Scenario

If the Dems take the Senate by a single seat, Rummy resigns, Bush appoints Lieberman to replace him, and Rell appoints a Republican to replace Lieberman.

1. The Democrats hold the New Jersey Senate seat, and carry Montana, Ohio, Pennsylvania, Rhode Island, Missouri, and Virginia, but not Tennessee (or Arizona, which is reportedly in play).

2. Lieberman keeps his commitment to caucus with the Democrats. We organize the Senate, start holding hearings. The White House stonewalls.

3. The Iraq Study Group reports, says Iraq is a mess, mistakes have been made, and a new strategy is needed.

4. Rumsfeld resigns.

5. Bush appoints Lieberman to Defense.

6. Lieberman acknowledges Bush’s bipartisan gesture, accepts “for the good of the country.”

7. Rell appoints a Republican to take Lieberman’s seat.

8. Cheney casts the deciding vote, reorganizing the Senate with the Republicans in the majority.

9. All the Senate Democrats who have endorsed Lamont but are now pulling their punches to avoid annoying Lieberman kick themselves.

10. Karl Rove laughs and laughs and laughs.

Author: Mark Kleiman

Professor of Public Policy at the NYU Marron Institute for Urban Management and editor of the Journal of Drug Policy Analysis. Teaches about the methods of policy analysis about drug abuse control and crime control policy, working out the implications of two principles: that swift and certain sanctions don't have to be severe to be effective, and that well-designed threats usually don't have to be carried out. Books: Drugs and Drug Policy: What Everyone Needs to Know (with Jonathan Caulkins and Angela Hawken) When Brute Force Fails: How to Have Less Crime and Less Punishment (Princeton, 2009; named one of the "books of the year" by The Economist Against Excess: Drug Policy for Results (Basic, 1993) Marijuana: Costs of Abuse, Costs of Control (Greenwood, 1989) UCLA Homepage Curriculum Vitae Contact: Markarkleiman-at-gmail.com

32 thoughts on “Scenario”

  1. How do we know that Bush and Lieberman have not already struck a deal, in which Lieberman delivers CT to Bush in exchange for Sec't of Defense?

  2. > 9. All the Senate Democrats who have
    > endorsed Lamont but are now pulling
    > their punches to avoid annoying
    > Lieberman kick themselves.
    I am with you up to that point. In fact the Dem DC Insiders (aks Kool Kidz) will congratulate themselves for once again recognizing the true enemy: the loonly leftist liberal hippe Kossacks.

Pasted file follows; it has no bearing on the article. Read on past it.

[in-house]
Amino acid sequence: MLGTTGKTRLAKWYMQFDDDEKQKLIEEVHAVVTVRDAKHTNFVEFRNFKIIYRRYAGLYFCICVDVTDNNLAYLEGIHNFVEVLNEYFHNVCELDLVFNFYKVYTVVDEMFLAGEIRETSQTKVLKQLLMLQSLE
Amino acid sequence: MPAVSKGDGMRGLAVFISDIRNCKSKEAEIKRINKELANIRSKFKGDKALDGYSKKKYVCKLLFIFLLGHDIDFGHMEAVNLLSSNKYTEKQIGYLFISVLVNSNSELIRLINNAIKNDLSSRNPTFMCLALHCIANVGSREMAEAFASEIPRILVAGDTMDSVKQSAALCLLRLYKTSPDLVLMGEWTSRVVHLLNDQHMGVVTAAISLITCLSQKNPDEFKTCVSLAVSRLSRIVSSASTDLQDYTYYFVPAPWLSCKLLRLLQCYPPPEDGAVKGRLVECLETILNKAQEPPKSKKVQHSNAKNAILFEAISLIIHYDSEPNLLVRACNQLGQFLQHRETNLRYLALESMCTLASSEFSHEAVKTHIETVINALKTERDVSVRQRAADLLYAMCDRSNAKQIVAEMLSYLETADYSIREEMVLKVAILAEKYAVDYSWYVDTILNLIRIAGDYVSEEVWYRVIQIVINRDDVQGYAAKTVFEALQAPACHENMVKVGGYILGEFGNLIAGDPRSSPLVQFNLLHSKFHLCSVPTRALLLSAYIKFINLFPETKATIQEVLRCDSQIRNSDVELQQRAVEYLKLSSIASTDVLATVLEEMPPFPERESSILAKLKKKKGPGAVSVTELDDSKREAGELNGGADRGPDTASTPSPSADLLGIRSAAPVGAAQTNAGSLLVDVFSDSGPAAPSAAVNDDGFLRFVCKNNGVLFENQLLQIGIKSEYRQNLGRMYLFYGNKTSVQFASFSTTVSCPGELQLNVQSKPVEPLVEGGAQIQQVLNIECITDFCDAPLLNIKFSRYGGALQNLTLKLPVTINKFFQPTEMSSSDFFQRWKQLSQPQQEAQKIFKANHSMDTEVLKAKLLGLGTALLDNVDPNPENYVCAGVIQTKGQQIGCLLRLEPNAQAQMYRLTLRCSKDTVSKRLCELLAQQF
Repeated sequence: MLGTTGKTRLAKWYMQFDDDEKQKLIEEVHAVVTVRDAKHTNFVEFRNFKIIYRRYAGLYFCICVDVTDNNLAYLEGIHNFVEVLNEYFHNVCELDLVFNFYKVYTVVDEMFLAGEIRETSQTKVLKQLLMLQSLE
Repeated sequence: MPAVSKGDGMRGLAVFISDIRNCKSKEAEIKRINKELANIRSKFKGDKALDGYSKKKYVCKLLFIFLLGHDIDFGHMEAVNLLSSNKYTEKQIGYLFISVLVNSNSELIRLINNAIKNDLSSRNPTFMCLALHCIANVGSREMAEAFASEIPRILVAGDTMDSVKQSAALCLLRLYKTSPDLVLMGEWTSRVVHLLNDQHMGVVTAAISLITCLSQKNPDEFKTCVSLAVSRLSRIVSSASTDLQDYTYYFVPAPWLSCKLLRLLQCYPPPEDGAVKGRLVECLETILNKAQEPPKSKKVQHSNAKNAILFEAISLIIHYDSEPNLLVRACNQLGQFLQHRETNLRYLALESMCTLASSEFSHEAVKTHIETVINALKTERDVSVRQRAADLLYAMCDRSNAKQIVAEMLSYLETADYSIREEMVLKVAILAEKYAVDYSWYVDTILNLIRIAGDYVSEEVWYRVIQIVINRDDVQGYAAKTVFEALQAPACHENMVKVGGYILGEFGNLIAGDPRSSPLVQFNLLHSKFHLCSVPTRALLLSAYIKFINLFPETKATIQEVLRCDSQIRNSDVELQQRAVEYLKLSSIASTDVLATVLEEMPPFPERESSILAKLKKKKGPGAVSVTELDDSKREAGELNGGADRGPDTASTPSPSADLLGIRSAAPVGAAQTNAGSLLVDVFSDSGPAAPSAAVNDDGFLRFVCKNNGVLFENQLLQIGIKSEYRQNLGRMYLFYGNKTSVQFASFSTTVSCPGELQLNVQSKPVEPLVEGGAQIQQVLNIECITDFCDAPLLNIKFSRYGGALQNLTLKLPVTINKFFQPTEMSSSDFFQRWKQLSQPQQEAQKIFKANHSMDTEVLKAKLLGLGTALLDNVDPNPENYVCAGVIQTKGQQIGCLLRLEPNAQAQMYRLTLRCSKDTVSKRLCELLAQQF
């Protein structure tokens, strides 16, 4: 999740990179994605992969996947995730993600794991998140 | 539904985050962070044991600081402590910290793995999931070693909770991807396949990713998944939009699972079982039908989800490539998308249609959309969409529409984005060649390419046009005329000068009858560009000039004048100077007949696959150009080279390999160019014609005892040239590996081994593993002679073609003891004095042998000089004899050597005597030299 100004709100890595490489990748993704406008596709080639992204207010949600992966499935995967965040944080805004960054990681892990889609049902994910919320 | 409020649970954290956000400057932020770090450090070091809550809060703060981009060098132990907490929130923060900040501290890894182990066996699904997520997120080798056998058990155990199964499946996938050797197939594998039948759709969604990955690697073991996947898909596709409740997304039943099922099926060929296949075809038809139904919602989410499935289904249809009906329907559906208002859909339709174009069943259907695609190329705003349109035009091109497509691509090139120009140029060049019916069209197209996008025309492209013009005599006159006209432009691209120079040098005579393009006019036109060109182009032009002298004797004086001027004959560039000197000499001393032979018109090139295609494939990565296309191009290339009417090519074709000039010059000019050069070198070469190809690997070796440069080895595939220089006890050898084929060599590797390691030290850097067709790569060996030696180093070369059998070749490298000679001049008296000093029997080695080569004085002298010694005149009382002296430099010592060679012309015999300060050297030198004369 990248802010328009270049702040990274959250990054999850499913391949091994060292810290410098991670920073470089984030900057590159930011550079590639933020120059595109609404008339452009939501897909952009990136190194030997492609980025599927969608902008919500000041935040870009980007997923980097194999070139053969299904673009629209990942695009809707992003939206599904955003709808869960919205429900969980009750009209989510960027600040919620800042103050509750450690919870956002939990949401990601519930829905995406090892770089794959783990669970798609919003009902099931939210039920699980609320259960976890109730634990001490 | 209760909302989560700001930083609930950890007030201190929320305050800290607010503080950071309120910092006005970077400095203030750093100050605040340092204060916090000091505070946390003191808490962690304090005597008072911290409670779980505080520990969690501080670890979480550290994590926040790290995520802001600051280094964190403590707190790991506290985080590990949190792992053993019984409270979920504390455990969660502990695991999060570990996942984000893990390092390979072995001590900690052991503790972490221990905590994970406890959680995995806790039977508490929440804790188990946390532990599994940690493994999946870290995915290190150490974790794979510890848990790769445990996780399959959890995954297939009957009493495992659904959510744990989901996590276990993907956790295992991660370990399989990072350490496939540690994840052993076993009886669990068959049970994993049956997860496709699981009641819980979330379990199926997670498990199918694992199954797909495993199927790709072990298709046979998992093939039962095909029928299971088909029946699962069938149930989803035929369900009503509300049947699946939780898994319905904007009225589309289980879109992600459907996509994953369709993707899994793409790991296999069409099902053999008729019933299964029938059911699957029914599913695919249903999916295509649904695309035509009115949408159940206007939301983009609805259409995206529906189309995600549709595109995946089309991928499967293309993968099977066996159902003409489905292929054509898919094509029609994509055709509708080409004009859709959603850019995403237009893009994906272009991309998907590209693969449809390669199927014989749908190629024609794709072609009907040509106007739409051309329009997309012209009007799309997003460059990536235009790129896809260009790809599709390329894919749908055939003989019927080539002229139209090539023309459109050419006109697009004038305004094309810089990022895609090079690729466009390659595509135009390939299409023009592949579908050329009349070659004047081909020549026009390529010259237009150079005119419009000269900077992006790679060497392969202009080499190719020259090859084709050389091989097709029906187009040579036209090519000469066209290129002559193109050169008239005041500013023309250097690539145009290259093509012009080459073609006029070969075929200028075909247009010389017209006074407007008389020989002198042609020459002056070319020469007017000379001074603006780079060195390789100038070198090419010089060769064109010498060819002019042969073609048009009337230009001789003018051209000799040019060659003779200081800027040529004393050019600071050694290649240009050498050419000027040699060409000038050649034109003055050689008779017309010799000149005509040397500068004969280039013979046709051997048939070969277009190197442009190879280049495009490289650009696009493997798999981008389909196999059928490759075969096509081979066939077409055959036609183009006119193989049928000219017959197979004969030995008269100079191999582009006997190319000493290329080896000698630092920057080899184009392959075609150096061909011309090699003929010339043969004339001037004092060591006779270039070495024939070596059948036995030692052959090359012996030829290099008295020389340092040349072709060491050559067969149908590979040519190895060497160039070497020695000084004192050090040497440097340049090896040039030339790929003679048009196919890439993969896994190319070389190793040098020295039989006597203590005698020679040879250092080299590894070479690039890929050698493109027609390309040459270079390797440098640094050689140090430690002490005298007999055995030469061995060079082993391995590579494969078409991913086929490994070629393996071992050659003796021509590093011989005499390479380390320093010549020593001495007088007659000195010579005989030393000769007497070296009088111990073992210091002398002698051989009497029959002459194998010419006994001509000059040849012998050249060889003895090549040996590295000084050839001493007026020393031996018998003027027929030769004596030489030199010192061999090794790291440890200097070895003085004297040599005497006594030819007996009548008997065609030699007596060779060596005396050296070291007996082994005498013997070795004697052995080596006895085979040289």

The insiders really only need 36 or so Senate seats to keep themselves comfortable for life. 49, 50, 51 – what is the diff? Might make it harder to suck up K Street cash, but they are comfortable.
    Plus it will give Hillary lots of ammunition for the primaries.
    Cranky

  3. The scenario you lay out is idea. The country sees Lieberman sitting among his true friends – and the Rethugs continue, via the Senate, to be responsible for the messes they have created. Personally, I'm hoping for a tie, which would require Cheney to cast tie-breaking votes repeatedly, thus getting his nasty mug on television.
    Putting the house and Senate in Democratic hands by less than overwhelming margins will do little – since there are so many DINO's – and because the Rethugs have perfected the dark arts.

  4. How about a step where the remaining Dems filibuster Joe's appointment into the ground, leaving his lyin' ass on the unemployment line?

  5. Why would Lieberman, or anyone smart enough to play the game you describe, accept that job in these conditions?

  6. Lieberman has to realize that he has hit his ceiling now. He can fight every six years to eek out another senate win with luck or he can get on the conservative sinecure by taking a Bush administration job (he won't get one from anyone else). About the only thing that could keep that from happening if he really believes the Unity crap and thinks McCain is just dying to nominate him as a VP.

  7. A part of me actually hopes that happens.
    One, I do believe that the Senate in Repubs hands will just continue the debacle, just with more handwringing that slowly but surely tarnishes McCain. Two, the Senate looks likely to trend even more Dem in 2008. Three, the party learns the hard way never to let another Dem pull a Lieberman in a primary. And four, the House is where the action is anyway, so we get the oversight we need.

  8. But what makes you think that, if the vote were 50-49-Joe that he WOULD vote with the Democrats, and even give them a chance to start trouble for the Republicans he is getting so much support from. (Or, for that matter, that he would be confirmed if he tried the stunt you suggest.)
    If he voted for the Republicans, it would be 'political suicide' but he's not planning on running again. If he tried to take the DoD job, and Rell DID appoint a Republican, he'd end his own career, maybe before his term was officially up, and if there are any scandals out there, they'd be found, getting him to resign early.
    No, just expect Joe to vote Democratic if, and only if, his vote doesn't matter.

  9. Secretary of Defense vs. the deciding vote in the Senate. 6 years without having to seek reelection vs. a maximum of 2 years. Campaign finance laws vs. executive rules on accepting gifts. Lieberman is way too selfish to accept this deal.

  10. Add the fact that, if Lieberman commited the backstabbing-whti-a-chainsaw act on the Democratic Senators, their confirmation of his appointment as Sec Def would be a confirmation of their strong desire not to have power. IMHO, that sort of back-stab can't be accepted, by anybody who wishes to have political credibility – not with us, who don't count that much, but with the GOP Senators.